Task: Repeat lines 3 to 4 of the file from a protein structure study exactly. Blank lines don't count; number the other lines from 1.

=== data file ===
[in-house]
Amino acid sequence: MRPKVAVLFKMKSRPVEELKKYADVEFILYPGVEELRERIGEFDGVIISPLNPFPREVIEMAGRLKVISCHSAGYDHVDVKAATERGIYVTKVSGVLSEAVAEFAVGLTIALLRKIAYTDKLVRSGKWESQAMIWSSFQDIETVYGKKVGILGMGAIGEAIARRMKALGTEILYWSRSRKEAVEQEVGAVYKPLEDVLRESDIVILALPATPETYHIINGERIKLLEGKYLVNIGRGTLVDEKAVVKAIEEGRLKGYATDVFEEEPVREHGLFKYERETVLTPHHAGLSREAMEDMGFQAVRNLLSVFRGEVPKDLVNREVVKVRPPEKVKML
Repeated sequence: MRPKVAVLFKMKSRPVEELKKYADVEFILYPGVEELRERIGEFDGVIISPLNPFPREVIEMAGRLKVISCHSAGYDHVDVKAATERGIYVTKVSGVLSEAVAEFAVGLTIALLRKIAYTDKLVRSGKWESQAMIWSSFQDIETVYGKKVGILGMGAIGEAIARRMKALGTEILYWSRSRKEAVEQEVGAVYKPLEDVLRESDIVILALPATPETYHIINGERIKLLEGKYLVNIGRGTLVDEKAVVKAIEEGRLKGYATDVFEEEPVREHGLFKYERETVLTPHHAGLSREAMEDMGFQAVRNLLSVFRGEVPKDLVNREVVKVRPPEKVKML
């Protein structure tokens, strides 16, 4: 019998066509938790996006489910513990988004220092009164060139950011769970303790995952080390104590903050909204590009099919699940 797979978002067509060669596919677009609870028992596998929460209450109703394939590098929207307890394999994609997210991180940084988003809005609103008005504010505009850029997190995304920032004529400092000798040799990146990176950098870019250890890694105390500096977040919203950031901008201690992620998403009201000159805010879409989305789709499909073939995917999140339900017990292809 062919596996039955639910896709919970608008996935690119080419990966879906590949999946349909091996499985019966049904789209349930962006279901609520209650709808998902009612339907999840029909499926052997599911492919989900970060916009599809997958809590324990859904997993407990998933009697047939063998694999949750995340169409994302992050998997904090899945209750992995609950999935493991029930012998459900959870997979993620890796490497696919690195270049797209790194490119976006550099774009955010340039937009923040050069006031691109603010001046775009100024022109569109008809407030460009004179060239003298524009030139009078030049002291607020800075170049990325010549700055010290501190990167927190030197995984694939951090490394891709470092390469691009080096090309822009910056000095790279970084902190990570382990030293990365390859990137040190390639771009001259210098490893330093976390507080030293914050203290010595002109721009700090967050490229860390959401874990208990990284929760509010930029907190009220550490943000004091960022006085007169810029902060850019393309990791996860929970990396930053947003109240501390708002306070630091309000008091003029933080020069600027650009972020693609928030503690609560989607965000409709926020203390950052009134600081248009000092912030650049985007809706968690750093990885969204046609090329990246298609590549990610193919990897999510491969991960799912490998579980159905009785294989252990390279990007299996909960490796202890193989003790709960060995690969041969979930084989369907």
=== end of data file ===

Repeated sequence: MRPKVAVLFKMKSRPVEELKKYADVEFILYPGVEELRERIGEFDGVIISPLNPFPREVIEMAGRLKVISCHSAGYDHVDVKAATERGIYVTKVSGVLSEAVAEFAVGLTIALLRKIAYTDKLVRSGKWESQAMIWSSFQDIETVYGKKVGILGMGAIGEAIARRMKALGTEILYWSRSRKEAVEQEVGAVYKPLEDVLRESDIVILALPATPETYHIINGERIKLLEGKYLVNIGRGTLVDEKAVVKAIEEGRLKGYATDVFEEEPVREHGLFKYERETVLTPHHAGLSREAMEDMGFQAVRNLLSVFRGEVPKDLVNREVVKVRPPEKVKML
């Protein structure tokens, strides 16, 4: 019998066509938790996006489910513990988004220092009164060139950011769970303790995952080390104590903050909204590009099919699940 797979978002067509060669596919677009609870028992596998929460209450109703394939590098929207307890394999994609997210991180940084988003809005609103008005504010505009850029997190995304920032004529400092000798040799990146990176950098870019250890890694105390500096977040919203950031901008201690992620998403009201000159805010879409989305789709499909073939995917999140339900017990292809 062919596996039955639910896709919970608008996935690119080419990966879906590949999946349909091996499985019966049904789209349930962006279901609520209650709808998902009612339907999840029909499926052997599911492919989900970060916009599809997958809590324990859904997993407990998933009697047939063998694999949750995340169409994302992050998997904090899945209750992995609950999935493991029930012998459900959870997979993620890796490497696919690195270049797209790194490119976006550099774009955010340039937009923040050069006031691109603010001046775009100024022109569109008809407030460009004179060239003298524009030139009078030049002291607020800075170049990325010549700055010290501190990167927190030197995984694939951090490394891709470092390469691009080096090309822009910056000095790279970084902190990570382990030293990365390859990137040190390639771009001259210098490893330093976390507080030293914050203290010595002109721009700090967050490229860390959401874990208990990284929760509010930029907190009220550490943000004091960022006085007169810029902060850019393309990791996860929970990396930053947003109240501390708002306070630091309000008091003029933080020069600027650009972020693609928030503690609560989607965000409709926020203390950052009134600081248009000092912030650049985007809706968690750093990885969204046609090329990246298609590549990610193919990897999510491969991960799912490998579980159905009785294989252990390279990007299996909960490796202890193989003790709960060995690969041969979930084989369907």